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Proc Natl Acad Sci U S A. 2001 Aug 14; 98(17): 9545–9550.
Published online 2001 Aug 7. doi:  10.1073/pnas.161301298

Crystal structure of the dimeric extracellular domain of human carbonic anhydrase XII, a bitopic membrane protein overexpressed in certain cancer tumor cells


Overexpression of the zinc enzyme carbonic anhydrase (CA; EC XII is observed in certain human cancers. This bitopic membrane protein contains an N-terminal extracellular catalytic domain, a membrane-spanning α-helix, and a small intracellular C-terminal domain. We have determined the three-dimensional structure of the extracellular catalytic domain of human CA XII by x-ray crystallographic methods at 1.55-Å resolution. The structure reveals a prototypical CA fold; however, two CA XII domains associate to form an isologous dimer, an observation that is confirmed by studies of the enzyme in solution. The identification of signature GXXXG and GXXXS motifs in the transmembrane sequence that facilitate helix–helix association is additionally consistent with dimeric architecture. The dimer interface is situated so that the active site clefts of each monomer are clearly exposed on one face of the dimer, and the C termini are located together on the opposite face of the dimer to facilitate membrane interaction. The amino acid composition of the active-site cleft closely resembles that of the other CA isozymes in the immediate vicinity of the catalytic zinc ion, but differs in the region of the nearby α-helical “130's segment.” The structure of the CA XII–acetazolamide complex is also reported at 1.50-Å resolution, and prospects for the design of CA XII-specific inhibitors of possible chemotherapeutic value are discussed.

The carbonic anhydrases (CAs; EC constitute a ubiquitous class of enzymes that has evolved to catalyze the reversible hydration of carbon dioxide to form bicarbonate ion and a proton, CO2 + H2O ⇌ HCOequation M1+ H+ (1). In the mechanism of catalysis, nucleophilic attack of CO2 by a zinc-bound hydroxide ion is followed by displacement of the resulting zinc-bound bicarbonate ion by water; subsequent deprotonation regenerates the nucleophilic zinc-bound hydroxide ion (26). To date, 11 enzymatically active mammalian CAs have been identified, including cytosolic CAs I, II, III, and VII, mitochondrial CAs VA and VB, secretory CA VI, and membrane-associated CAs IV, IX, XII, and XIV (1, 7). These isozymes play roles in physiological processes as diverse as pH regulation; HCOequation M2, CO2, and ion transport; bone resorption; and secretion of gastric and pancreatic juices, aqueous humor, and cerebrospinal fluid (1, 7). Enzymatically inactive CA-related proteins are presumed to be structural homologues based on amino acid sequence identity, but lack an intact zinc binding site (811); these proteins serve as receptors for ligands involved in signal transduction (11).

Recently, CAs IX and XII have been discovered in association with certain human cancers (1215). CA IX, initially termed MN protein, is overexpressed in tumors of the ovary, endometrium, and uterine cervix, where it is otherwise not normally found (14). CA XII was originally identified by the overexpression of its mRNA in human renal cell cancer (15) and in a lung cancer cell lines (12). Additionally, transcription of both CA IX and CA XII mRNAs is regulated by the von Hippel–Lindau (VHL) tumor suppressor (16). Accordingly, loss of expression of the VHL tumor suppressor in renal cell carcinoma (17) likely explains the up-regulation of CA IX and CA XII in cancer tumor cells (18).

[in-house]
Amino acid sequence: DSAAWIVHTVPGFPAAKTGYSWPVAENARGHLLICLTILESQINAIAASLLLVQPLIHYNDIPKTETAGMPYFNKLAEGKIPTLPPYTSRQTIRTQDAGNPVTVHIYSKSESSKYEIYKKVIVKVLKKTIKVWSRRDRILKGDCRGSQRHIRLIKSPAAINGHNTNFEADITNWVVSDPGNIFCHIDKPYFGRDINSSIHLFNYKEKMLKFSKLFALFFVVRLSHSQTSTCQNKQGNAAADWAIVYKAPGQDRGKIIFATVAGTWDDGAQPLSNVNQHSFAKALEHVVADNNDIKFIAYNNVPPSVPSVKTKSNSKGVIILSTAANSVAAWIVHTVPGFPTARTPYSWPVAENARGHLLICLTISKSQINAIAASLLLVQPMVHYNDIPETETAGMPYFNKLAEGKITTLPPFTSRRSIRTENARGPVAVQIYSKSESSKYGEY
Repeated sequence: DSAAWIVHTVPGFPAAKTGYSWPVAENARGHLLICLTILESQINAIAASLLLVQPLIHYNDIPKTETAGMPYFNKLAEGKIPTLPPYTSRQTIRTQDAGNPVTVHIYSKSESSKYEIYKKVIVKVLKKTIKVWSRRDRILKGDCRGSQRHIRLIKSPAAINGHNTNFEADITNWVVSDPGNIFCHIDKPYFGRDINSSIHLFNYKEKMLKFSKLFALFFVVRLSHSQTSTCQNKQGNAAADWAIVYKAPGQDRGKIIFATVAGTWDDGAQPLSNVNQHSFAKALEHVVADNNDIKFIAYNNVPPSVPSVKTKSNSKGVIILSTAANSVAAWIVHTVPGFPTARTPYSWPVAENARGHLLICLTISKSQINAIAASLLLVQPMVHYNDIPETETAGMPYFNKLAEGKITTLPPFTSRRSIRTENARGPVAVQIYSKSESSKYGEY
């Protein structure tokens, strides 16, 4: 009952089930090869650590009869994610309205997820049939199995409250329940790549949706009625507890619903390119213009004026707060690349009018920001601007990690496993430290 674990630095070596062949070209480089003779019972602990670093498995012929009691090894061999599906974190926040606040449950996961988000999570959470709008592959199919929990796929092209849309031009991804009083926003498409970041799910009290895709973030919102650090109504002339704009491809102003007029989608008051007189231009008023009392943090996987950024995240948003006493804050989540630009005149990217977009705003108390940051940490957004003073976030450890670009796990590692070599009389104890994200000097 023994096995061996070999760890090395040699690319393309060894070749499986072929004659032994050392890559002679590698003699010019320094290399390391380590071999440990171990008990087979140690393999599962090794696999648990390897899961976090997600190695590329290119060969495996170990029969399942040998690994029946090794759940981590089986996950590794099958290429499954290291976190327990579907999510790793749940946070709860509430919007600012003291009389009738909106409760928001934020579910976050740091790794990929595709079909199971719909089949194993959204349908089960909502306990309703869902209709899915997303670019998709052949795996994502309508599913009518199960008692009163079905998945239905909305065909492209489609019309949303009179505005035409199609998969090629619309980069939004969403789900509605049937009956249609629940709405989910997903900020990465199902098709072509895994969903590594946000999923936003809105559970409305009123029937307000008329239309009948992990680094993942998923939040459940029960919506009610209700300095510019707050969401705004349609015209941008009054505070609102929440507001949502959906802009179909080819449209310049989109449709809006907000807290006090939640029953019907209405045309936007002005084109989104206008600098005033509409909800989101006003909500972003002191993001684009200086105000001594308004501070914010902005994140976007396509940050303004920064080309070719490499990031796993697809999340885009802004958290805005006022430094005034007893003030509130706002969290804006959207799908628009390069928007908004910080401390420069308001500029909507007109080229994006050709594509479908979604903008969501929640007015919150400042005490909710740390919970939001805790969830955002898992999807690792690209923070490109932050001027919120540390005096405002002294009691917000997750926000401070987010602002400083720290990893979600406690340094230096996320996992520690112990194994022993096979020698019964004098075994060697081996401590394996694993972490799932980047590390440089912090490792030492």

Both CA IX and CA XII are bitopic (single-pass) transmembrane proteins that contain an N-terminal extracellular CA domain, a putative transmembrane α-helix, and a small, ≈30-residue, intracellular C-terminal domain containing potential phosphorylation sites (15, 19, 20). In CA IV, another well-characterized membrane-associated isozyme, the C-terminal polypeptide segment is cleaved and replaced by a glycosylphosphatidylinositol membrane anchor during posttranslational modification (21). Ivanov and colleagues (16) hypothesize that CA IX and CA XII are responsible for acidification of the extracellular milieu surrounding cancer cells, resulting in an environment conducive to tumor growth. Based on the observation that human melanoma cells cultured at acidic pH are more aggressive, Martínez-Zaguilán and colleagues (22) suggest that extracellular acidification triggers an intracellular pH change that activates gelatinase B (matrix metalloproteinase 9), which in turn enhances invasiveness by proteolytic cleavage and remodeling of the extracellular matrix. Consistent with this proposal, treatment of four renal carcinoma cell lines (Caki-1, Caki-2, ACHN, and A-498) with the potent CA-inhibitor acetazolamide results in a substantial dose-dependent attenuation of invasiveness (23). Importantly, the isozymes most prevalent in these cell lines are CA II and CA XII.

Here we report the x-ray crystal structure of the extracellular catalytic domain of CA XII at 1.55-Å resolution, and the structure of its acetazolamide complex at 1.50-Å resolution. The structure of CA XII is compared with the cytosolic isozyme CA II and the membrane-anchored isozyme CA IV; for reference, the catalytic parameters of human CAs II, IV, and XII are summarized in Table Table1.1. The molecular basis for dimer formation in the membrane, catalysis at the membrane surface, and the potential for CA XII isozyme-specific inhibitors are discussed in view of the CA XII crystal structure.

Table 1
Catalytic constants for CO2 hydration by wild-type human CA isozymes II, IV, and XII

Materials and Methods

Construction of a Bacterial Expression Vector Containing hCA XII cDNA.